What’s really happening in games is that engines are overcompensating for silly-high mouse-CPI counts and adjusting with logarithmic/exponential expressions in their mousing code. I know because I’ve written the code myself more than once. Set your mouse to 400 CPI which used to be the standard, (and still is for many ordinary office/non-gaming mice) set the slider to the middle in windows and disable any acceleration. Every game you own will work at 400 CPI the same way it will work at 3200 CPI, only that the in-game increments will be 8x larger so you’ll need to increase your in-game sensitivity to compensate

          The only games where you’ll even notice a low-CPI mouse are bad implementations of sniper games where the mouse input is not scaled to match the FOV when you zoom in. If you’re changing your FOV from 90 to 18 via a scope and the game doesn’t compensate, you’re suddenly going to notice the 5x reduction in sensitivity, and your 400 dpi mouse now feels like an 80dpi mouse which is way less than you want – and you can only seem to move in steps, caused by the engine’s scaling of each mouse count by the in-game sensitivity factor. For these crazy scenarios, the obvious solution is a game patch but the clunky workaround would be on-the-fly sensitivity toggles to temporarily increase your mouse CPI by whatever the scope’s zoom factor is. Still, if I play at 800 CPI and picked up a hypothetical 8x scope in a game with really clunky input code, I’d still be trying to use a 6400 CPI mouse at that point, and it would be awkward in a game for the conscious hand-eye feedback loop we’ve both mentioned. At 6400 CPI I’d need to move the mouse 4 microns per step of the in-game view and that’s so fine a step that it is a farce to even talk about it.

            • synthtel2
            • 2 years ago

            Games don’t and shouldn’t work that way, but when I set things up such that one count equals about 2.5 in-game pixels, the jumpiness is definitely annoying. (That’s ~20 cm/360, 400 CPI, 1920×1080 – now I’m running 800 CPI and 2560×1440, which is imperfect but better.) If all games had good sensitivity adjustments and sensitivity being all wrong in 2D weren’t an issue, 1600 CPI would be a noticably better input experience due to this factor alone.

            If cm/360, linearity, lack of jitter, and so on were all perfect and stayed the same, and you didn’t have to worry about sensitivity being weird in 2D, would you rather mouse at 1600 CPI with low in-game sensitivity and make mouse-to-view mapping look like a continuous function, or use 400 CPI and high in-game sensitivity and deal with the discrete steps in mouse-to-view mapping? All else equal, I know which one I prefer.

            To be actually pixel-perfect at 3200 CPI, I need to bring eyesight into the loop, yes. The point was that the output side of the loop isn’t actually that far off. I need to rest my thumb on the mousepad as a brake for that, but I need to rest my thumb on the mousepad as a brake at any CPI (I can’t use mice with thumb shelves). Local feedback (proprioception only) is relatively easy to improve by amounts that just can’t be done for other properties of muscle. Also, I can’t back this one up at all, but I think some people do have longer sarcomeres than normal in forearm muscles, which pretty much acts as a direct multiplier for usable CPI.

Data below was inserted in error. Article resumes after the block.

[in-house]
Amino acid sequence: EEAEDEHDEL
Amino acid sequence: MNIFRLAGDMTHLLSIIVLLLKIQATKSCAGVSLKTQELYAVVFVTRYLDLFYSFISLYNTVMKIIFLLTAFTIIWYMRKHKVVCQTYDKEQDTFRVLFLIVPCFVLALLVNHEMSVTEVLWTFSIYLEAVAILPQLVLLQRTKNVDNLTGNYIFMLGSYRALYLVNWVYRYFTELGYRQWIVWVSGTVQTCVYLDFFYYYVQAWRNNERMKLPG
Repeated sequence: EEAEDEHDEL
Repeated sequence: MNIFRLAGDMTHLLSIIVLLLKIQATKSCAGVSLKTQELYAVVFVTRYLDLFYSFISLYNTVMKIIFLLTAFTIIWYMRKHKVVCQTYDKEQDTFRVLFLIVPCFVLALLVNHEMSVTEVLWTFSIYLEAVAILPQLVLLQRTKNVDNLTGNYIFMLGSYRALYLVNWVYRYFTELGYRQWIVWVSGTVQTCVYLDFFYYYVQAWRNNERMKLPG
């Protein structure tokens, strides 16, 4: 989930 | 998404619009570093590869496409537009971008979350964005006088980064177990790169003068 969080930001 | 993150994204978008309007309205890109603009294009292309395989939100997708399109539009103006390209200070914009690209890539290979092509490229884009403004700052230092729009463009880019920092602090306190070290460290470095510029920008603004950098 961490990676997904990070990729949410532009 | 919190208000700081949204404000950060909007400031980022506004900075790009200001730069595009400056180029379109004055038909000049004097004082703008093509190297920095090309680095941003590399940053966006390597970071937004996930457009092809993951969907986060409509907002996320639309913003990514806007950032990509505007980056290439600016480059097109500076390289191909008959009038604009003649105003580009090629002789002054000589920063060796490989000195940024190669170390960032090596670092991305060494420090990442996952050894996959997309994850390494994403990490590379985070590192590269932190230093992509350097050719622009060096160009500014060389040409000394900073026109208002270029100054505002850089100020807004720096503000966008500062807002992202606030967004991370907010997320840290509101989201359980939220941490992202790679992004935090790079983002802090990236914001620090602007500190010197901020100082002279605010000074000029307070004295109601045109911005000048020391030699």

What real-world distance you can stop within depends what method you’re using to move the mouse. If the motion is from your elbow and shoulder, as it is if you’re using typical pro-gamer cm/360 values, it looks very different than if the motion is at your wrist. Elbow/shoulder probably still has better ultimate performance in this case, but most people’s forearm muscles are terrifically weak per their mass and generally under-performing.

            Engines don’t half compensate enough for silly high CPI values. In way too many games, I can’t even do 20 cm/360 at 800 CPI because the scale doesn’t go low enough. What’s log or exponential there, the sensitivity slider? Hardly anything else even arguably should be. I know game tech and would prefer full explanations over explanations that never make it more than halfway to the point.

            If the mouse input isn’t scaled for FOV when you zoom in, that results in what feels like extremely high sensitivity, not low. We’re setting a camera angle and pixels have nothing to do with it internally, as you yourself were saying in your reply to Cannonaire. A one-degree movement looks and feels like a whole lot more at an 18-degree FOV than a 90-degree FOV. I don’t know how to respond to the rest of your last paragraph because it’s all backwards.

        • Ifalna
        • 2 years ago

        Yup I mainly play slow games (MMOs a bit of strategy like) and use windows. Absolute precision is not needed.

        • Bensam123
        • 2 years ago

        Source? I play at 8200 myself along with pretty high sensitivity, 40 in Overwatch.

        400/800 is the norm because it’s what they know, what people think is ‘right’ because the pros are using it, and what most mice operate well at. A lot of mice don’t operate well at higher DPI and suffer from stutter, jitter, skipping and inaccurate movement. I largely believe mice manufacturers don’t even test their mice properly at these levels as they assume no one is going to use them or something like that.

        Any sort of problem with the sensor gets magnified 100 fold with higher resolutions, where as when you play at lower DPI if there is a problem with the sensor it’s largely covered up by the distance you cover to make up for it. I’ve tried tons of mice and tried some of the newer generation ones, both from Logitech and Razer, neither were stable last I checked. I’m still using a Taipan which has two sensors, one to make up for the inaccuracies of the laser sensor.